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How To Not Get Crushed In Your First Salary Negotiation

How To Not Get Crushed In Your First Salary Negotiation

It’s an unfortunate part of life, but becoming an adult also means taking financial responsibility for yourself. So we go out, find a job, and start paying the bills.

Or at least that’s the plan.

A 2015 CareerBuilder survey found that 19 percent of employees had trouble making ends meet every month. And among employed young adults, ages 18-24, 32 percent were unable to save any money in the previous year.

It takes time to figure out a budget and learn how to live within your means, but many young adults don’t even try for more money during their first salary negotiation. A 2015 NerdWallet survey found that 62 percent of recent college graduates didn’t attempt to negotiate after receiving their first job offer.

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It’d be great if employers just automatically offered you enough money to live comfortably, however that’s not always the case. It’s up to you to calculate what you need to maintain financial independence and then try to reach an agreement that’s as close to that number as possible.

Here are four real-life considerations you need to take into account in a salary negotiation:

Relocation and housing expenses

If your new job is in the same city you currently live in, you already know how much your rent is and what the cost of living is like in your area. However, if you’re moving for the job, it’s important to do research about the new city as early as possible. That way, you’ll know how much you’ll need to make in order to maintain a comfortable lifestyle.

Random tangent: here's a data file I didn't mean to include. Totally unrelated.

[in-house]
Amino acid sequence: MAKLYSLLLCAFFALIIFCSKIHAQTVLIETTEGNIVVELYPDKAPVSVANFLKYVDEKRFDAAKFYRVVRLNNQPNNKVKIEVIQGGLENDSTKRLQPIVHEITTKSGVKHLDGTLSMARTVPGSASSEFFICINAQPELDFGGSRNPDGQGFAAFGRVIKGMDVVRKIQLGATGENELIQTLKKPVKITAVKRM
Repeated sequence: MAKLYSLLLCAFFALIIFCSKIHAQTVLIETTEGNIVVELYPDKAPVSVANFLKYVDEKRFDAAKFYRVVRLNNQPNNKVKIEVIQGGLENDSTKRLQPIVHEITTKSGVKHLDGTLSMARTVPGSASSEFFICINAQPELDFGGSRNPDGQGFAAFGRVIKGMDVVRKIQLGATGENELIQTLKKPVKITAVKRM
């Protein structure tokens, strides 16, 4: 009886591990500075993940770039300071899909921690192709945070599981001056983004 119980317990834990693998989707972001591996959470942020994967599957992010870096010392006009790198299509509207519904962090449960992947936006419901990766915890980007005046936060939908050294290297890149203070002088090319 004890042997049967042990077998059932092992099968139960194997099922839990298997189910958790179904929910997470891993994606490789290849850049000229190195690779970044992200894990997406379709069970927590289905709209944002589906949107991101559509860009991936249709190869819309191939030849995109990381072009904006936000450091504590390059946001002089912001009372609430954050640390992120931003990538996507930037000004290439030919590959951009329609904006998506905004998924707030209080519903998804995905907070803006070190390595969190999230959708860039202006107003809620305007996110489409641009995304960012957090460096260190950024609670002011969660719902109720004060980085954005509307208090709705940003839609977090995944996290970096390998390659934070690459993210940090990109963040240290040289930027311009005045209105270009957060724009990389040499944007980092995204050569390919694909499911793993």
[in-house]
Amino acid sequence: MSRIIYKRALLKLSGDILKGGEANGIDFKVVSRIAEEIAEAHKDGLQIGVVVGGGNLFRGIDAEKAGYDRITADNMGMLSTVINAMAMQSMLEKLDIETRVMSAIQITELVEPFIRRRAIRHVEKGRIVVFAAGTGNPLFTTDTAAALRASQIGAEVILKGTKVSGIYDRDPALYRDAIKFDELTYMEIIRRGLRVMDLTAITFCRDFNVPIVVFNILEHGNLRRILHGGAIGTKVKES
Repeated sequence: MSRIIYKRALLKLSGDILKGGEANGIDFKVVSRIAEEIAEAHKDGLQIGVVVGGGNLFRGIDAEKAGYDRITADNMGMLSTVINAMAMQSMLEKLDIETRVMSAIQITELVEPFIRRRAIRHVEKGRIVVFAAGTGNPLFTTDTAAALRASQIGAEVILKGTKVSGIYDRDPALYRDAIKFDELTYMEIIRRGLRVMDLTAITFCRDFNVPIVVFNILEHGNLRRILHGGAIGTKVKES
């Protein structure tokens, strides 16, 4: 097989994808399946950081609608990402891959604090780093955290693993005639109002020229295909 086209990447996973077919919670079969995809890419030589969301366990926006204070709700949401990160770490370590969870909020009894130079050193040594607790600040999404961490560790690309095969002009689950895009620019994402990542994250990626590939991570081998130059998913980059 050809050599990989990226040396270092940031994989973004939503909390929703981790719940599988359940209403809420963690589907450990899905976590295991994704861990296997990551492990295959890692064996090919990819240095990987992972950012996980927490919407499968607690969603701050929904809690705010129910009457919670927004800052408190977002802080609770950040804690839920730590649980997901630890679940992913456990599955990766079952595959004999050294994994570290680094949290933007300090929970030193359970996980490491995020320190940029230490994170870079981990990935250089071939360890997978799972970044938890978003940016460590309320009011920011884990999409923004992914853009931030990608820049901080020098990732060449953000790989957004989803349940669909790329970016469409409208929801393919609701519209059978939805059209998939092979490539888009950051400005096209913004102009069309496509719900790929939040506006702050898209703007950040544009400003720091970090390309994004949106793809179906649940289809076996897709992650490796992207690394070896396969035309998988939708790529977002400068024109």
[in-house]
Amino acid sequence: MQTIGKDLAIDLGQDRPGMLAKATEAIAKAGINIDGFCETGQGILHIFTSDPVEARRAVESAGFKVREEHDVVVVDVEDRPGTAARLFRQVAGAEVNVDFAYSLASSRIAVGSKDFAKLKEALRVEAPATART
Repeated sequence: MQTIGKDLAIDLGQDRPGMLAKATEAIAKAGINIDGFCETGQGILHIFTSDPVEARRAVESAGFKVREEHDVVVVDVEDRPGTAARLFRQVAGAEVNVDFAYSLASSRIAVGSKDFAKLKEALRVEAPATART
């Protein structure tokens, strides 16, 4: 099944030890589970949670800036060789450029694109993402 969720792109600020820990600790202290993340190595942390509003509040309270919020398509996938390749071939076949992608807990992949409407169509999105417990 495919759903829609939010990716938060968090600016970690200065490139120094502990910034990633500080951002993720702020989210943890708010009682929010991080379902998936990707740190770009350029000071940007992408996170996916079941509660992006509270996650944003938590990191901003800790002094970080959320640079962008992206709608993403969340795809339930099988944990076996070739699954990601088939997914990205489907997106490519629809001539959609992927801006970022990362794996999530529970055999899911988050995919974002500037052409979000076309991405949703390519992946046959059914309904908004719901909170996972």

For instance, based on 2015 research from the National Low Income Housing Coalition, if you plan to live in Kentucky, you’ll need to make the equivalent of $13.14 an hour to pay for the average two bedroom apartment. That’s the state with lowest average rental cost in the U.S. If you move to California you’ll need to make almost double that to pay rent.

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Checking out apartments in the area you’re moving to on Craigslist gives you an even better idea of what rent typically runs and what target salary you should shoot for. Also, know that many organizations offer some kind of relocation assistance. But you might have to ask for the extra money during your salary negotiation.

Travel costs

Depending on how far you have to travel to get to the office, your travel expenses can begin to add up. Whether you decide to take public transportation or drive to work, you need to know how much it’s going to cost to go and earn your paycheck every day.

For example, if you have a 10-mile commute each way — which 2015 Brookings Institute research found was the average in many American metro areas — that’s 100 miles a week, to and from work. Not to mention, there’s the cost of car insurance. And if you have to drive on toll roads, getting to work can get expensive very quickly.

Student loans